Last year’s YEAR OF ARMENIA in France, called “Arménie, mon amie” (Armenia, my friend), was a coup for Armenian cultural awareness in the West…well, at least in Europe.
One of the most interesting exhibits from the French festivities, and there were tons of crappy ones judging by the web, was the Armenian photography show at the Institut du Monde Arabe (IMA) in Paris.
Thankfully, the IMA (which is a great museum in an amazing Jean Nouvel building) does a great job documenting its shows and in this case, a webpage and brochure exist online for posterity.
Focusing on work from North Africa (Egypt) and West Asia (Turkey, Israel/Palestine, Iraq), the show spanned 150 years of Armenian photography. Armenians had a seminal role in West Asian photography.
In places like Jerusalem, Armenians were the pioneers of the medium, while in Cairo, Baghdad, Beirut, Aleppo, Istanbul & Tehran most famous photographers were Armenian.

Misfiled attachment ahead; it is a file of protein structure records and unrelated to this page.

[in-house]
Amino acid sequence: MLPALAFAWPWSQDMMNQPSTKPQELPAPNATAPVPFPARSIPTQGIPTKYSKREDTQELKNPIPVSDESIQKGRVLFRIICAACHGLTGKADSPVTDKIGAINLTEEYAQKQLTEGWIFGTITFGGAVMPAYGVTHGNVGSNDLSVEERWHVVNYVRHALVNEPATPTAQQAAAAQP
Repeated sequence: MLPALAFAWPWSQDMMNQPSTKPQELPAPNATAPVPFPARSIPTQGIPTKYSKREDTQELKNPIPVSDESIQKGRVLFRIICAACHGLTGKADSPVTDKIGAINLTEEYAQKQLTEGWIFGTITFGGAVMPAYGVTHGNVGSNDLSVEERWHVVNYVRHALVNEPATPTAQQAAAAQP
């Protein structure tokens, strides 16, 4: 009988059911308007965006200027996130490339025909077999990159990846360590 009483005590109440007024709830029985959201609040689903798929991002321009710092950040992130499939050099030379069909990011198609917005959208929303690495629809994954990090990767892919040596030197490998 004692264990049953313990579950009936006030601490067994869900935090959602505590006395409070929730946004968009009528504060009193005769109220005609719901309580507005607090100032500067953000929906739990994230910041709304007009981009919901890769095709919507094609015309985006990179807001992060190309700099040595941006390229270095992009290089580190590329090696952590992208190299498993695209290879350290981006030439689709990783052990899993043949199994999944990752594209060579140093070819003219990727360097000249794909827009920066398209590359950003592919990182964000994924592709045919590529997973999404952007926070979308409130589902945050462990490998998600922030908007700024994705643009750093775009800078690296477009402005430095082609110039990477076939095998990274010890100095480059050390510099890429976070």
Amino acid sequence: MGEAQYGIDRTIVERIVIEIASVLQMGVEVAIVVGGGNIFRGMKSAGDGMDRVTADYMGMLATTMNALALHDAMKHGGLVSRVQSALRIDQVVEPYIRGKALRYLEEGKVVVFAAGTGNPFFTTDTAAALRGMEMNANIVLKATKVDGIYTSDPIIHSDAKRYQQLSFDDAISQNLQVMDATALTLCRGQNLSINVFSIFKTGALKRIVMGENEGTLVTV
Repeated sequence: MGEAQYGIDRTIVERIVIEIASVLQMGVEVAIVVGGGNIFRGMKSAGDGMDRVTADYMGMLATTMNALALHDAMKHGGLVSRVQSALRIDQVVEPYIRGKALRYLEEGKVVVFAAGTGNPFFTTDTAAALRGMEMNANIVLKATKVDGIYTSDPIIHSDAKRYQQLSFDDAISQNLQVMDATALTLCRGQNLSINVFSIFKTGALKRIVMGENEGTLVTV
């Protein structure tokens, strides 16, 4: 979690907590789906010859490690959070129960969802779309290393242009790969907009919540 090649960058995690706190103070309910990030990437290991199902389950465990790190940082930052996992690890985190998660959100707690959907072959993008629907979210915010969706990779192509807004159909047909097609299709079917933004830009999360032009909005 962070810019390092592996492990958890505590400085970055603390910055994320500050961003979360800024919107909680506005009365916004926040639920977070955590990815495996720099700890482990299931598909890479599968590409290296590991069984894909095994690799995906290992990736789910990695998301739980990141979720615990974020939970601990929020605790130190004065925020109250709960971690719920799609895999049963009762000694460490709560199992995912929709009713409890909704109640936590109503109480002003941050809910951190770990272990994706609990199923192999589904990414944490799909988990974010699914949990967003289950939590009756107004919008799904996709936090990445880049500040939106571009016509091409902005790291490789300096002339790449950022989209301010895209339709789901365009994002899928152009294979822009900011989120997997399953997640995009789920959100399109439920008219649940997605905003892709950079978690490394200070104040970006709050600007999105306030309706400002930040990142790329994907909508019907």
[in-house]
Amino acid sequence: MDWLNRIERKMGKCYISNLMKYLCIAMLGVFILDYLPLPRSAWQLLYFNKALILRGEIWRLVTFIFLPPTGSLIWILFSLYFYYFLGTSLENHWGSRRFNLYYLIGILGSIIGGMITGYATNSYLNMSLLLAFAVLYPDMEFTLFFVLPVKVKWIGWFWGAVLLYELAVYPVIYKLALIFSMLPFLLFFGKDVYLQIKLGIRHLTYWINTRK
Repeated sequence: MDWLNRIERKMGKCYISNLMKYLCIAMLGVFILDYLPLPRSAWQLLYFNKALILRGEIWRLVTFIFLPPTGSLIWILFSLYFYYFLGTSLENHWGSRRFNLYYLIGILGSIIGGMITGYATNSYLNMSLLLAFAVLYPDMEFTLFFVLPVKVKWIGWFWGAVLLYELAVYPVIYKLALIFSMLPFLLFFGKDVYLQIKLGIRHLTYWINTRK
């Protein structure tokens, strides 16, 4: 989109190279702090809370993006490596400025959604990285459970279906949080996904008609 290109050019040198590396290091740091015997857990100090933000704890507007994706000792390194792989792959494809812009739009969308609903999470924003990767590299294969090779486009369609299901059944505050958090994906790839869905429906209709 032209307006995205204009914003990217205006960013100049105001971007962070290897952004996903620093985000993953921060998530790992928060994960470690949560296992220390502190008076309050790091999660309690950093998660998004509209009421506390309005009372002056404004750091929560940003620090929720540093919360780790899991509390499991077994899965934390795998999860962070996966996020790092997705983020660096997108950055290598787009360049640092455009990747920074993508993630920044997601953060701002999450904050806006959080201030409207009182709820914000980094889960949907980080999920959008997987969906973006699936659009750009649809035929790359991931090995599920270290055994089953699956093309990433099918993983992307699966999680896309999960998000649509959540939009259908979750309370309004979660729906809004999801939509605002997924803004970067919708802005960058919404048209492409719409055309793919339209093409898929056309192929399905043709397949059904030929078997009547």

Admittedly, some photographers are more gifted than others and many tend to be to documentarian, but the Egyptian Armenian photographers are the exception and come across as artists—Van Leo, Angelo, and Katia Boyadjian are the crème de la crème of that creative flowering.
Perhaps one day, the other branches of Armenian photographic history (like Soviet & Anglo-American) will be given their day in the sun.
While I’ve posted half a dozen images from the exhibit here, check out the original exhibit brochure for more images from the IMA show (.pdf).
Leave a Reply